GOP colleague: I won’t vote for him, but there’s nobody better
Shapiro’s style has won him some unlikely admirers. One of them is Bruce Castor, who served as Montgomery County Commissioner alongside Shapiro for four years. Castor is better known as one of the lead attorneys who defended Donald Trump during his second impeachment trial.
Castor says he doesn’t plan to vote for Shapiro for governor — “No, I’m a Republican” — but he’s still a fan.
“There is no one that I’ve met in government that I thought was better at administering a government agency than Josh is,” Castor said. “I don’t agree with a lot of the positions he takes, [but] for every abortion question or Second Amendment question or civil rights question, there’s a thousand potholes, and ‘where does the road go,’ and ‘who gets appointed to that important job,’ … that’s where Josh excels.”
Castor began working with Shapiro after an unusual period for Montgomery County. On the previous board of commissioners, he had been largely kept in the cold by a power-sharing agreement between Hoeffel and the other Republican member, Jim Matthews. Public feuds were common.
On a board with Shapiro and another Democrat, Castor might have expected even less influence. But that wasn’t the case, he said. Shapiro, the chair of the commissioners, was too focused on consensus.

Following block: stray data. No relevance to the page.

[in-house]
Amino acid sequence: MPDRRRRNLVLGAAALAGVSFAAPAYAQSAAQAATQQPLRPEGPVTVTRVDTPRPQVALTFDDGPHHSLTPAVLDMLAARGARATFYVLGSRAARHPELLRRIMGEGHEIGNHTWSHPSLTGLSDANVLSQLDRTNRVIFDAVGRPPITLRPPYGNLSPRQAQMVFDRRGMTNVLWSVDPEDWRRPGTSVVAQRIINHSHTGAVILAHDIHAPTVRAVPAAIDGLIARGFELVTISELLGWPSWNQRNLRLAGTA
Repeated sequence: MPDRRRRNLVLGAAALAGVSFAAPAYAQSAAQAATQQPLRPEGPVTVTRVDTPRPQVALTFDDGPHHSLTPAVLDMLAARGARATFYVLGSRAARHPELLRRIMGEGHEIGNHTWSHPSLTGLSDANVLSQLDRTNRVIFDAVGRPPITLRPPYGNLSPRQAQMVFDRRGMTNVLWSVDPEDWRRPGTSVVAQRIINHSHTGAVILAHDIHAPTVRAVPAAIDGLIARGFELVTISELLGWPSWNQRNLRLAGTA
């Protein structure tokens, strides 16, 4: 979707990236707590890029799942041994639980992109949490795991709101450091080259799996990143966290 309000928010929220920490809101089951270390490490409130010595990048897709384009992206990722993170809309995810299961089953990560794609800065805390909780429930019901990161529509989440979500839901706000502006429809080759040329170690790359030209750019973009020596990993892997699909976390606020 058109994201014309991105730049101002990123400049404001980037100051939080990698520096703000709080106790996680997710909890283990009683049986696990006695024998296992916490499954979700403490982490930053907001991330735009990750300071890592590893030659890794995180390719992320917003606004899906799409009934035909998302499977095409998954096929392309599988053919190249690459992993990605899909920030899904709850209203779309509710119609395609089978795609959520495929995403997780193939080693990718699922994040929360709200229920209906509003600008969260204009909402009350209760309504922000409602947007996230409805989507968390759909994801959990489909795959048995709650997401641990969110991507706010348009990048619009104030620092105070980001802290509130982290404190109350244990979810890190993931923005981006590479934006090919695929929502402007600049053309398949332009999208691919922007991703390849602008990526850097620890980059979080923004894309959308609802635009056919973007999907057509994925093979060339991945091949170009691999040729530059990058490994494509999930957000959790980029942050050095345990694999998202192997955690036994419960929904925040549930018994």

“I can’t remember anything, any issue, that he wasn’t willing to compromise on in order to get unanimity,” Castor said. “There were plenty of times where we just plain didn’t do anything if we didn’t all agree on it.”
That united front is in play once again as Pennsylvania’s entire Democratic establishment coalesces around Shapiro — which is highly unusual. Competitive primaries are common, particularly when there’s no incumbent.
In the last truly open gubernatorial election, the 2010 Democratic field had four major primary candidates. The Republican field had two, including Tom Corbett, who won. In the 2014 election that saw Corbett ousted, current Gov. Tom Wolf beat out three other high-profile contenders for the Democratic nod.
To Castor, it makes sense. He’s been watching Shapiro lay this groundwork since they were county commissioners.
“He’s been working at it for 10 years, to make sure that he made the friends he needed to make, and that he convinced rivals to seek other positions,” Castor said. “[Shapiro] got to where he is within the party because he planned it that way.”
Get more Pennsylvania stories that matter